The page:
Wednesday, February 20, 2013

Another playback song

Here's a glimpse of another song I sang a few lines for in a Telugu film "Chinna Cinema", composed by Praveen Lakkaraju with lead vocals by Srinivas Josyula.

I also sang a couple of lines for a montage song in the same film:

Quite excited that I get to share credits with SPB on the same album! Probably the closest I can get to the legend.
Listen to all songs here:

Friday, February 15, 2013

Of rakti, scales, and hedonism

!Rambler Alert!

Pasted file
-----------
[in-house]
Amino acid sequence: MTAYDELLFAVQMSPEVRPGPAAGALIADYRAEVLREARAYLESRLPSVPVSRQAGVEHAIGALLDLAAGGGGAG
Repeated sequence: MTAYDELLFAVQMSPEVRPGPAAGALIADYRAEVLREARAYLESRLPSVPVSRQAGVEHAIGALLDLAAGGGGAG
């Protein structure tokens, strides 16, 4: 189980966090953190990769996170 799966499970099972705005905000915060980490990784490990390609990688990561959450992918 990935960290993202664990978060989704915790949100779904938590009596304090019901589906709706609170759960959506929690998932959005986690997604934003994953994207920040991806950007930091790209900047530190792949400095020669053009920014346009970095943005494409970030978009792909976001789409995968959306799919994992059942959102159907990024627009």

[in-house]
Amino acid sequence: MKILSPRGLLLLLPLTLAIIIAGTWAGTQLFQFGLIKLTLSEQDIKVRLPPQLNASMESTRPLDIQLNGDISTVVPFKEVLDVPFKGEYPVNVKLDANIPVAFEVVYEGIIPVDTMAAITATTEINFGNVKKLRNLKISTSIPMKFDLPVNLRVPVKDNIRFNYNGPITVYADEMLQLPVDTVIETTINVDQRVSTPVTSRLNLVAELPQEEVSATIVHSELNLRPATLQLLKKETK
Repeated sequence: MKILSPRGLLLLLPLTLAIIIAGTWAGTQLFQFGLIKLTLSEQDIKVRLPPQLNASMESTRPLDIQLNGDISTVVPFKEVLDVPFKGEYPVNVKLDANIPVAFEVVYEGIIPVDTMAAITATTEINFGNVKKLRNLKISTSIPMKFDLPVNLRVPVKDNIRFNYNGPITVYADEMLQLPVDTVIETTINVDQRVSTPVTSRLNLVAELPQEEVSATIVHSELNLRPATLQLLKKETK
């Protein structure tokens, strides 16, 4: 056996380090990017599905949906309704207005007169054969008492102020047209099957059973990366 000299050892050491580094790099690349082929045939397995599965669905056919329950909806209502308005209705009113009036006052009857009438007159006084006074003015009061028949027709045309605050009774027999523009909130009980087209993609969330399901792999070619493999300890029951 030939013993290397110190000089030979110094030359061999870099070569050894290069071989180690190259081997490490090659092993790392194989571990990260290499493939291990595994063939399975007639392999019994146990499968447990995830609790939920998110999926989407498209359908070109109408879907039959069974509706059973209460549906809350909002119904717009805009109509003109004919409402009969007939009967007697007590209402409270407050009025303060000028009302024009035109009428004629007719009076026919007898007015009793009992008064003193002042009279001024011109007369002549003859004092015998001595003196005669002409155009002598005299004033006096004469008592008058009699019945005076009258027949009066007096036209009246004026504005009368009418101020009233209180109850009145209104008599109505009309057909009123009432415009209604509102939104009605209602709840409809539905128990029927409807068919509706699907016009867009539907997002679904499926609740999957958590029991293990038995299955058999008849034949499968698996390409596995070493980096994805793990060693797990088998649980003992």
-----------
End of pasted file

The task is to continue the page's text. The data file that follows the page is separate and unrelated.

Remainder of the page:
The motivation for this piece really was the question, "What ragas do I like, and why?" I don't think I can come up with even a remotely satisfying answer to that. In fact, I'm not sure if it's even possible to answer this, but I've found it quite interesting and stimulating to mull over the question (like a zillion other pointless ones) and I believe I stumbled upon some intriguing observations. Well, at least intriguing for me. Right from when I was a child, I've been drawn to certain ragas that I believe have a certain kind of "personality". But rather than trying to characterize this personality, which seems daunting, let me try to explain with examples. When I was little, Hamsadhwani was an absolute favorite. Natural, I guess: it's undoubtedly a "happy" raga, and the very first krithi I learnt was in this raga (Vinayaka). As I grew older, Hamsadhwani started seeming kinda mundane, but I believe my new preferences were still similar in a sense: for many many years now, I've died for Bahudhari, Hamsanadham, Nalinakanthi, Ranjani, Dharmavati, Varamu and Bindumalini. This is surely not an exhaustive list, but you get the idea. All of these have an almost visceral effect on me: I feel physically exhilarated/ stimulated/ touched; and Nalinakanti is the most strongly evocative of these (Check out this (compositionally very simple) piece, that I can listen to endlessly, while almost feeling my heart leaping.) On the other hand, ragas like Thodi, Begada, Reetigowlai, Bhairavi and to an extent even Sahana, don't have this effect. I respect and revere them. I fear (yes) and love them, but I'm not sure they give me the kind of "high" that the former set of ragas give me. The difference in preference was way stronger when I was younger - I just wouldn't be able to appreciate these latter ragas. I guess age and experience have helped me mature - I'm glad that now there are certain pieces in Bhairavi for instance, that I absolutely love. Based on these preferences, many connoisseurs of Carnatic music might not consider my breed "serious"/ "deep"/ "pure". Here comes what's most interesting to me. I feel that the former ragas are in a sense hedonistic. The focus is on strong emotional appeal, if not always pleasure. Well, I could say that ultimately it all comes down to pleasure in some sense: even Shubhapantuvarali evokes a kind of a pleasure - through its heaviness - but that's different from the pleasure that Nalinakanti brings about. Ragas like Bhairavi on the other hand seem to be somewhat on a "higher" plane. And it seems to me that this hedonism has been systematically curbed - just like hedonism in life in general. Pedagogically, we are (may be tacitly) encouraged to appreciate the more "serious" ragas like Reetigowlai or Bhairavi. They take musical maturity, conditioning, depth and involvement to appreciate. Of course, I need to keep throwing disclaimers throughout this piece that these claims are not grounded in any kind of experiment - neurological or sociological - but are just strong-ish hunches I have.